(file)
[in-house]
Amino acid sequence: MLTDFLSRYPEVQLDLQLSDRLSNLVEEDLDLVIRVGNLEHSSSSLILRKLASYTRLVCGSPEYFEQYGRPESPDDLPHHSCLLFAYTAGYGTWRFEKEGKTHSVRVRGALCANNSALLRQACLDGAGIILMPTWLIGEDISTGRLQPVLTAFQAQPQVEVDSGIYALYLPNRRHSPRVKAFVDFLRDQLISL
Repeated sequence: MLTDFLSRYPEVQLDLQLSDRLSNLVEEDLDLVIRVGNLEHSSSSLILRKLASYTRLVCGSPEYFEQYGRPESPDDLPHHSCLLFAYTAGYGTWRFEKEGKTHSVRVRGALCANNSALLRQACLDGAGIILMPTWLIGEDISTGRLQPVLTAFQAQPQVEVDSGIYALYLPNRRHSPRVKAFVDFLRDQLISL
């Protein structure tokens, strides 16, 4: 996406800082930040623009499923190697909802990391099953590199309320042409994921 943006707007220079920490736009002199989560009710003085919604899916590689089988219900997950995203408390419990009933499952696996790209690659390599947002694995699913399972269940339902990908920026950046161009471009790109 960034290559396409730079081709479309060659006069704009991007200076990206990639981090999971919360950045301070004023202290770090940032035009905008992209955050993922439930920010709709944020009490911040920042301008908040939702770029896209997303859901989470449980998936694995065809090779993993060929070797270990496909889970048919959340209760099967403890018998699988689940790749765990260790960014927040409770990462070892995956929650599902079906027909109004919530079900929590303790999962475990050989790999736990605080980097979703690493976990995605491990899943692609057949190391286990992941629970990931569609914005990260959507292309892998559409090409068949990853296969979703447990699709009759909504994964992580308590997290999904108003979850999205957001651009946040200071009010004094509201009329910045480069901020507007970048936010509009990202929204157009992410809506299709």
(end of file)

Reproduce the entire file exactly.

[in-house]
Amino acid sequence: MLTDFLSRYPEVQLDLQLSDRLSNLVEEDLDLVIRVGNLEHSSSSLILRKLASYTRLVCGSPEYFEQYGRPESPDDLPHHSCLLFAYTAGYGTWRFEKEGKTHSVRVRGALCANNSALLRQACLDGAGIILMPTWLIGEDISTGRLQPVLTAFQAQPQVEVDSGIYALYLPNRRHSPRVKAFVDFLRDQLISL
Repeated sequence: MLTDFLSRYPEVQLDLQLSDRLSNLVEEDLDLVIRVGNLEHSSSSLILRKLASYTRLVCGSPEYFEQYGRPESPDDLPHHSCLLFAYTAGYGTWRFEKEGKTHSVRVRGALCANNSALLRQACLDGAGIILMPTWLIGEDISTGRLQPVLTAFQAQPQVEVDSGIYALYLPNRRHSPRVKAFVDFLRDQLISL
């Protein structure tokens, strides 16, 4: 996406800082930040623009499923190697909802990391099953590199309320042409994921 943006707007220079920490736009002199989560009710003085919604899916590689089988219900997950995203408390419990009933499952696996790209690659390599947002694995699913399972269940339902990908920026950046161009471009790109 960034290559396409730079081709479309060659006069704009991007200076990206990639981090999971919360950045301070004023202290770090940032035009905008992209955050993922439930920010709709944020009490911040920042301008908040939702770029896209997303859901989470449980998936694995065809090779993993060929070797270990496909889970048919959340209760099967403890018998699988689940790749765990260790960014927040409770990462070892995956929650599902079906027909109004919530079900929590303790999962475990050989790999736990605080980097979703690493976990995605491990899943692609057949190391286990992941629970990931569609914005990260959507292309892998559409090409068949990853296969979703447990699709009759909504994964992580308590997290999904108003979850999205957001651009946040200071009010004094509201009329910045480069901020507007970048936010509009990202929204157009992410809506299709």